A good line

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The writing in Fredric Jameson’s cinema books is notoriously bad.

The chief problem isn’t that it’s unclarifiably obscure or difficult to construe, in the way of much academic bullshit. (G.A. Cohen: ‘For the record, I do not believe that Hegel was a bullshitter, and I am too ignorant of the work of Heidegger to say whether or not he was a bullshitter. But I agree with my late supervisor Gilbert Ryle that Heidegger was a shit.’) It’s that too; but above all it’s just syntactically wacky.

But this line Jameson’s The Geopolitical Aesthetic is rather good, I think:

[It] would be comical to wish the social burden of bourgeois respectability and elaborate moral taboo back into existence merely to re-endow the sex drive with the value of a political act.

Doesn’t such comedy describe the (spuriously ‘subversive’) activities of countless ‘radical’ activists and identity politicians?

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3 Responses to “A good line”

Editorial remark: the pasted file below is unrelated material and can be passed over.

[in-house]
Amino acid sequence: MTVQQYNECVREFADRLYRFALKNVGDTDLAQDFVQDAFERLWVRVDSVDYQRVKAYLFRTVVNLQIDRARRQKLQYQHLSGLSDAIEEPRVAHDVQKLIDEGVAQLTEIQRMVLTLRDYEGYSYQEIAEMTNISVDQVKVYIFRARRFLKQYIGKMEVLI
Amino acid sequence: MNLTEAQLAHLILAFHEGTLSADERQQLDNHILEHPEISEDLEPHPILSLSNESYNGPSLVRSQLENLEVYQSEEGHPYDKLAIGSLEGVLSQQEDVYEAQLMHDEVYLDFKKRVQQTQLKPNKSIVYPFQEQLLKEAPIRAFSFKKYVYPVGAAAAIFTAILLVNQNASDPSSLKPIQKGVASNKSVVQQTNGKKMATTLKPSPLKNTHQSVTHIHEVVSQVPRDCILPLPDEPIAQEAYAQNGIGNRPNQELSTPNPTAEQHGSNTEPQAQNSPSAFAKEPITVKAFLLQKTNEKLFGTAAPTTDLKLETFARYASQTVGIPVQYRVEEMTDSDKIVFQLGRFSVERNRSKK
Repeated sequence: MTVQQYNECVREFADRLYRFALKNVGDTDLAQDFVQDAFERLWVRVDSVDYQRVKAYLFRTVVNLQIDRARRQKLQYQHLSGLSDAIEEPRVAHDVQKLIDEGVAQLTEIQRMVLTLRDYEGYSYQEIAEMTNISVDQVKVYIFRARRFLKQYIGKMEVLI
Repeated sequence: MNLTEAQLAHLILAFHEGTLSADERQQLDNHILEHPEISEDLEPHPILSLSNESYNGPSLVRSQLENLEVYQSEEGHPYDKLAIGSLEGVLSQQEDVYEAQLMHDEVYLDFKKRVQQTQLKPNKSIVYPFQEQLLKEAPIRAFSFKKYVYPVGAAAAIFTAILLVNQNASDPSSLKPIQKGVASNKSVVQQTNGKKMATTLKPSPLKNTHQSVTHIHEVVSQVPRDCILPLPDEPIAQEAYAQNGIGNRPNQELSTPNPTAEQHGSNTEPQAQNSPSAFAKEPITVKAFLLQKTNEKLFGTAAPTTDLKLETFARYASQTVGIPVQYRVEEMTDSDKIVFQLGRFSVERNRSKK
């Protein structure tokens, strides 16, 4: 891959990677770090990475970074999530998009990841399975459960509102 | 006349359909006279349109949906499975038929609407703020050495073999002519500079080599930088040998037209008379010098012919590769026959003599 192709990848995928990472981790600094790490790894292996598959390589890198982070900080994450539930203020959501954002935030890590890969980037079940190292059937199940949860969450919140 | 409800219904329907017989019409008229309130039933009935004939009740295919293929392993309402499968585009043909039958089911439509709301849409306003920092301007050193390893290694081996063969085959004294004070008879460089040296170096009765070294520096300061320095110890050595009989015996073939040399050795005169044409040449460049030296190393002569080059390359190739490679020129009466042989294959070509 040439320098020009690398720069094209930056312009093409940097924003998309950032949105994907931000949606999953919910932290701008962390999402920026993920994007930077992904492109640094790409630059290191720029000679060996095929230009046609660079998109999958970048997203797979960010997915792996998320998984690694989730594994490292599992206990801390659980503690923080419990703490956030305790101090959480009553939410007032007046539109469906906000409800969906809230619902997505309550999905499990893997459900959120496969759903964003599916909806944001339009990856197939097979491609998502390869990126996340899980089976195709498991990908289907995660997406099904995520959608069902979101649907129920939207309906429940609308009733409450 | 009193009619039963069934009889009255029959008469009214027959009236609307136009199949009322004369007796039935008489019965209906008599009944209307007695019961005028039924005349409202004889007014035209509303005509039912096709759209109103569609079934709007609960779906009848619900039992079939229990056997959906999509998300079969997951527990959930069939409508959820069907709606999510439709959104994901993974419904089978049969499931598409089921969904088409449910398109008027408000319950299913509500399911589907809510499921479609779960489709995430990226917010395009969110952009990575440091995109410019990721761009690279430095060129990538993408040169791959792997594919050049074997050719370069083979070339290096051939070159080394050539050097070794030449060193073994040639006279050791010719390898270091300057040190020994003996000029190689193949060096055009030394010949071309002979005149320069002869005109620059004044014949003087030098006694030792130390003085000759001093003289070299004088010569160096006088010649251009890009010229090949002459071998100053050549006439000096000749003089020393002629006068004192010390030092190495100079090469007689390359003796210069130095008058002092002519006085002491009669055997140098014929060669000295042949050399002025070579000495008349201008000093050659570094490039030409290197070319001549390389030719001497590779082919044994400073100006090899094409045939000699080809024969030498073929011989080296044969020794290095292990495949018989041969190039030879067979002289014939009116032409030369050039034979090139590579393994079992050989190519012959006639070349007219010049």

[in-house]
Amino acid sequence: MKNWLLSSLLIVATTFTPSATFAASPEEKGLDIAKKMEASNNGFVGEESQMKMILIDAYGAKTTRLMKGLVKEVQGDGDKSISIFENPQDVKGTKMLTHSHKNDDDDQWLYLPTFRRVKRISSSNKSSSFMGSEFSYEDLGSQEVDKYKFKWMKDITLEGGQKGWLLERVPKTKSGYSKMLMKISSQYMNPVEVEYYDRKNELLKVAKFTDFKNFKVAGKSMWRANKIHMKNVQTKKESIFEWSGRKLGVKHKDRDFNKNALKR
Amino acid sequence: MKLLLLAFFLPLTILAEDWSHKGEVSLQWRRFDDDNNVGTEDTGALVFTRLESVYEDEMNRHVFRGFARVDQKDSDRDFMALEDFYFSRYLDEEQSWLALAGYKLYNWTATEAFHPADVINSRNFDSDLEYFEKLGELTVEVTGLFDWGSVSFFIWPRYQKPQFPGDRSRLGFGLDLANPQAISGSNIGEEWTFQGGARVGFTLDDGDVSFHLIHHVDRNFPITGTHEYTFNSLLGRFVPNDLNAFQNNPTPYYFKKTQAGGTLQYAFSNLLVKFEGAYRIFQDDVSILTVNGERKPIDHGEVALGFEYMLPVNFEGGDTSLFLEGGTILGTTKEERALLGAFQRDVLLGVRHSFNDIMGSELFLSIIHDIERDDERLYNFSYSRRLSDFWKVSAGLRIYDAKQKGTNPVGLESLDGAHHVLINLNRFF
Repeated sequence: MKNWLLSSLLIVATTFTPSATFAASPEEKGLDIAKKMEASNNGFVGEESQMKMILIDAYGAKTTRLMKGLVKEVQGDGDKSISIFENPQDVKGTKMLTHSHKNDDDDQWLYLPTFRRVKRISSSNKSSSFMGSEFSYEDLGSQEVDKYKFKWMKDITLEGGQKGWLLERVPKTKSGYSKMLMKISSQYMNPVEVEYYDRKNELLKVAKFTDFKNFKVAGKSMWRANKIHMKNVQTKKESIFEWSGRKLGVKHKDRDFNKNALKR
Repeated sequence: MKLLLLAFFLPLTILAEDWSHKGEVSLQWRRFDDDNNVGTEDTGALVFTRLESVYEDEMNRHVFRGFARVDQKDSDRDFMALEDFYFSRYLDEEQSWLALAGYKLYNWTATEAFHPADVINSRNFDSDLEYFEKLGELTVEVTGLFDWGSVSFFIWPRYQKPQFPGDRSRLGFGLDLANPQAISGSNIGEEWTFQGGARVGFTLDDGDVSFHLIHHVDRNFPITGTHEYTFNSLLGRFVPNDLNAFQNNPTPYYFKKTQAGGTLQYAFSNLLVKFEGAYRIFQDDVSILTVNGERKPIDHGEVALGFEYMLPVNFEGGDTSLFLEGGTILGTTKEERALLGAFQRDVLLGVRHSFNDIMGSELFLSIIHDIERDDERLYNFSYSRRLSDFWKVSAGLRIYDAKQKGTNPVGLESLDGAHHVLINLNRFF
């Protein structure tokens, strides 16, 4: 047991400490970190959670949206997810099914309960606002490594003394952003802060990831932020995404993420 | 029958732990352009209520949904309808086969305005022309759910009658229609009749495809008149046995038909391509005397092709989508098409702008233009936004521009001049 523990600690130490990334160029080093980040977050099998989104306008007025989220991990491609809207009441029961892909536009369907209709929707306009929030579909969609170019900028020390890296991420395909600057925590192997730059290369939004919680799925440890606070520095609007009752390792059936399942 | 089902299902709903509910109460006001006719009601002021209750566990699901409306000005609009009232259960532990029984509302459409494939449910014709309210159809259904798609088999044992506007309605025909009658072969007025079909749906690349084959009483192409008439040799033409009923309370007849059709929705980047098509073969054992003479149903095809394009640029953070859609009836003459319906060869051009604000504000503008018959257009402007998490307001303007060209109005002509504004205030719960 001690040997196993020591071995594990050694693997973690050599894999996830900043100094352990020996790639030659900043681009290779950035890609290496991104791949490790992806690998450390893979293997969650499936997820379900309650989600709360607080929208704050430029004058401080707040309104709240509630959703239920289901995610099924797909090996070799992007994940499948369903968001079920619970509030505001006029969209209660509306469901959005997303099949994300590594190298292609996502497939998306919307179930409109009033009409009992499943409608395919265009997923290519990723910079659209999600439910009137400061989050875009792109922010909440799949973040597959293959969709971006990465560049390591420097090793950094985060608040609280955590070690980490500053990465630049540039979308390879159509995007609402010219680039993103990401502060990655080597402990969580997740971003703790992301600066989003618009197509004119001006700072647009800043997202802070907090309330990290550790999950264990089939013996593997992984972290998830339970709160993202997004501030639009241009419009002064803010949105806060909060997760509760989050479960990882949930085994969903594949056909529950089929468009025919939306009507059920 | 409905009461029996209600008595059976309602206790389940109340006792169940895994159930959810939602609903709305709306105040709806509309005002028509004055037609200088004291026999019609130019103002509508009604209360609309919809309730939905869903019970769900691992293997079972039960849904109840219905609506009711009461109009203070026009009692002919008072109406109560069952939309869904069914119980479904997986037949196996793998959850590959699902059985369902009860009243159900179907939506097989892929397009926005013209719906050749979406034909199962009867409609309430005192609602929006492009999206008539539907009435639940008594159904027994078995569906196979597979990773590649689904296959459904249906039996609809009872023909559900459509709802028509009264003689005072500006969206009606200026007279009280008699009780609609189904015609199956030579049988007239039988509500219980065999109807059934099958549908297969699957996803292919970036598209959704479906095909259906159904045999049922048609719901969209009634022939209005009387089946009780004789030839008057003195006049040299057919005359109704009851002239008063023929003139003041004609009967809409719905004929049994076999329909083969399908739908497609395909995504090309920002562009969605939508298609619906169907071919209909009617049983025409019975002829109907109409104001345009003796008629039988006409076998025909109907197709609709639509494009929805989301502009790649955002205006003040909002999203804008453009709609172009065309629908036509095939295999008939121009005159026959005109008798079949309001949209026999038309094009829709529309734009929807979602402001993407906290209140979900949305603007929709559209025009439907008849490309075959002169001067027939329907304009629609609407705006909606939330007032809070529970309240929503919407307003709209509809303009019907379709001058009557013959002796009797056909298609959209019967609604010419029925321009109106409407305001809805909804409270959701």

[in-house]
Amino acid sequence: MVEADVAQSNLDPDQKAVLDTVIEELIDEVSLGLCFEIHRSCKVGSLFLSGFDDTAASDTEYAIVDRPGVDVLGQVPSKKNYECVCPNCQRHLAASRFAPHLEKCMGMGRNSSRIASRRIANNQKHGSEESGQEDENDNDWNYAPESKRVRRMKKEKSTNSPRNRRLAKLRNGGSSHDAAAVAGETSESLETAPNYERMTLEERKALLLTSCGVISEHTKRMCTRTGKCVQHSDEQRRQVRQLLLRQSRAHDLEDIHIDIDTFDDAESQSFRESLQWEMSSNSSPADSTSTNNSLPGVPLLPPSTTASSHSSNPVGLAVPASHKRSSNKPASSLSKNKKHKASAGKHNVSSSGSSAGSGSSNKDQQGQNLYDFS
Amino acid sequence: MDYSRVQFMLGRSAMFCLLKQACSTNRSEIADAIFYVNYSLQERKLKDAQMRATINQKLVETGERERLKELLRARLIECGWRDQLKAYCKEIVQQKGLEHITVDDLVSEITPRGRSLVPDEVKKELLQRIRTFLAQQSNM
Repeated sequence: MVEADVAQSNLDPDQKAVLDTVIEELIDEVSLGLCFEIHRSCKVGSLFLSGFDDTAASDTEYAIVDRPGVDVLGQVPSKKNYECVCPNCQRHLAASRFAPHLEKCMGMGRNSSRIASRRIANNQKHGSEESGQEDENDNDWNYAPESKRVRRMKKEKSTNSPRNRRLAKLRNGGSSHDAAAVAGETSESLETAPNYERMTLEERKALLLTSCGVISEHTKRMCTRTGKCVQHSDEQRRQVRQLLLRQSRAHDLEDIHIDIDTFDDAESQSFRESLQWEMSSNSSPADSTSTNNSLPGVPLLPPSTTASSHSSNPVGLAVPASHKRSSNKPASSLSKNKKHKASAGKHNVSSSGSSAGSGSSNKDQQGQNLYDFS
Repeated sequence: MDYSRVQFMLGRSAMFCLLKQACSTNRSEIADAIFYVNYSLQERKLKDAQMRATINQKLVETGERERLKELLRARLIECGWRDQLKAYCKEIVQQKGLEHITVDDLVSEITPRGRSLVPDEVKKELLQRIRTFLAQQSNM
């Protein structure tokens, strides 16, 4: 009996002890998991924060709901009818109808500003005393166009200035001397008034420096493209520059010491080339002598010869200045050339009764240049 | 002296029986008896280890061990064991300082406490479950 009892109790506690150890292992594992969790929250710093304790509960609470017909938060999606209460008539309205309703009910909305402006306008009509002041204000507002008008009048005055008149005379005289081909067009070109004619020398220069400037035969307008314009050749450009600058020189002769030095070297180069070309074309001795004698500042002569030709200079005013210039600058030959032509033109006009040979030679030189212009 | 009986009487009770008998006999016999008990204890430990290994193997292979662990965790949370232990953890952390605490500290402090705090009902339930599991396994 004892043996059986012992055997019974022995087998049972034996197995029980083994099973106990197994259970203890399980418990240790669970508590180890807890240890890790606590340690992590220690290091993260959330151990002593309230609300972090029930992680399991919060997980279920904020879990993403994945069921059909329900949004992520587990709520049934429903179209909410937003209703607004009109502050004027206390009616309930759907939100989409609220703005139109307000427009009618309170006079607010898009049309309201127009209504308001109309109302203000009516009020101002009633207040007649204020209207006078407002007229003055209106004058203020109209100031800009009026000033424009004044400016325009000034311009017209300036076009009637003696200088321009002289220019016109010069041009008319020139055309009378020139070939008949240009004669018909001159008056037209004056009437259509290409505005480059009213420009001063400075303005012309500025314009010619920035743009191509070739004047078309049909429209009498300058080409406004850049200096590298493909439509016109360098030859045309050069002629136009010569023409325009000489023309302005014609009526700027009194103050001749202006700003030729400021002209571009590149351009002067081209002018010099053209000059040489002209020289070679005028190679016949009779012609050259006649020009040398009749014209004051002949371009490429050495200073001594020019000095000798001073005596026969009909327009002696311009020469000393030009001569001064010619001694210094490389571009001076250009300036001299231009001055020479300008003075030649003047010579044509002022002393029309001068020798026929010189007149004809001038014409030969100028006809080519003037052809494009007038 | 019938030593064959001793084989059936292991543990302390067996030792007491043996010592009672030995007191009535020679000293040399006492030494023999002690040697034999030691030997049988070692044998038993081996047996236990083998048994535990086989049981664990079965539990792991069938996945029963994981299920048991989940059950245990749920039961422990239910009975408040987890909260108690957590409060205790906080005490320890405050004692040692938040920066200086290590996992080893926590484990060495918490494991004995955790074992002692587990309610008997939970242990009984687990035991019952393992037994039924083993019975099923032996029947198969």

1. Nick Says:

    Not as good as this from Trotsky’s Literature and Revolution:

    The French romanticists, as well as the German, always spoke scathingly of bourgeois morality and philistine life. More than that, they wore long hair, flirted with a green complexion, and for the ultimate shaming of the bourgeoisie, Theophile Gautier put on a sensational red vest. The Futurist yellow blouse is undoubtedly a grandniece to this romantic vest, which inspired such horror to the papas and mammas. As is known, nothing cataclysmic followed these rebellious protests of the long hair or the red vest of romanticism, and bourgeois public opinion safely adopted these gentlemen romantics and canonized them in their school textbooks.

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